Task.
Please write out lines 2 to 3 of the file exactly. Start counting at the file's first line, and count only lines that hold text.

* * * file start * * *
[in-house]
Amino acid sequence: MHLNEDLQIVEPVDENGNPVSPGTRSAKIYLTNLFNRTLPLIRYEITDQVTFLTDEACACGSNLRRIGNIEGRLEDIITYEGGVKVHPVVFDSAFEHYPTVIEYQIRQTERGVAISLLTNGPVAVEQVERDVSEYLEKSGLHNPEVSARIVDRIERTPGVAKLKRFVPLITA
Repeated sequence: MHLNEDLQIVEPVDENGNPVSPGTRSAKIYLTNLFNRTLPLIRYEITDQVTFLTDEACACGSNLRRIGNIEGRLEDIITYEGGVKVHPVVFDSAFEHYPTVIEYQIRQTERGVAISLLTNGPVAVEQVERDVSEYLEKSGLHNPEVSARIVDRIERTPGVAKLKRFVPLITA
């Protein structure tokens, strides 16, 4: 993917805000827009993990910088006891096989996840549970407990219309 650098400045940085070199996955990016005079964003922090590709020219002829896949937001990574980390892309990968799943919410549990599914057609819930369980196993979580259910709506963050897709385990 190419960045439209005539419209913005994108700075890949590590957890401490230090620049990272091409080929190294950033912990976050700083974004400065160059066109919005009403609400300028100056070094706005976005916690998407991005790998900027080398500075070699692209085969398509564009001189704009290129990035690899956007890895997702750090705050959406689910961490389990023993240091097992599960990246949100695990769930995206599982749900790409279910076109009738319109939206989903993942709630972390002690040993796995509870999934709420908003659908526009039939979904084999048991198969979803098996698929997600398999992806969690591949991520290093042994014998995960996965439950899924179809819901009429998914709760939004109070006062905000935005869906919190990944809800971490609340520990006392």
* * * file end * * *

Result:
Amino acid sequence: MHLNEDLQIVEPVDENGNPVSPGTRSAKIYLTNLFNRTLPLIRYEITDQVTFLTDEACACGSNLRRIGNIEGRLEDIITYEGGVKVHPVVFDSAFEHYPTVIEYQIRQTERGVAISLLTNGPVAVEQVERDVSEYLEKSGLHNPEVSARIVDRIERTPGVAKLKRFVPLITA
Repeated sequence: MHLNEDLQIVEPVDENGNPVSPGTRSAKIYLTNLFNRTLPLIRYEITDQVTFLTDEACACGSNLRRIGNIEGRLEDIITYEGGVKVHPVVFDSAFEHYPTVIEYQIRQTERGVAISLLTNGPVAVEQVERDVSEYLEKSGLHNPEVSARIVDRIERTPGVAKLKRFVPLITA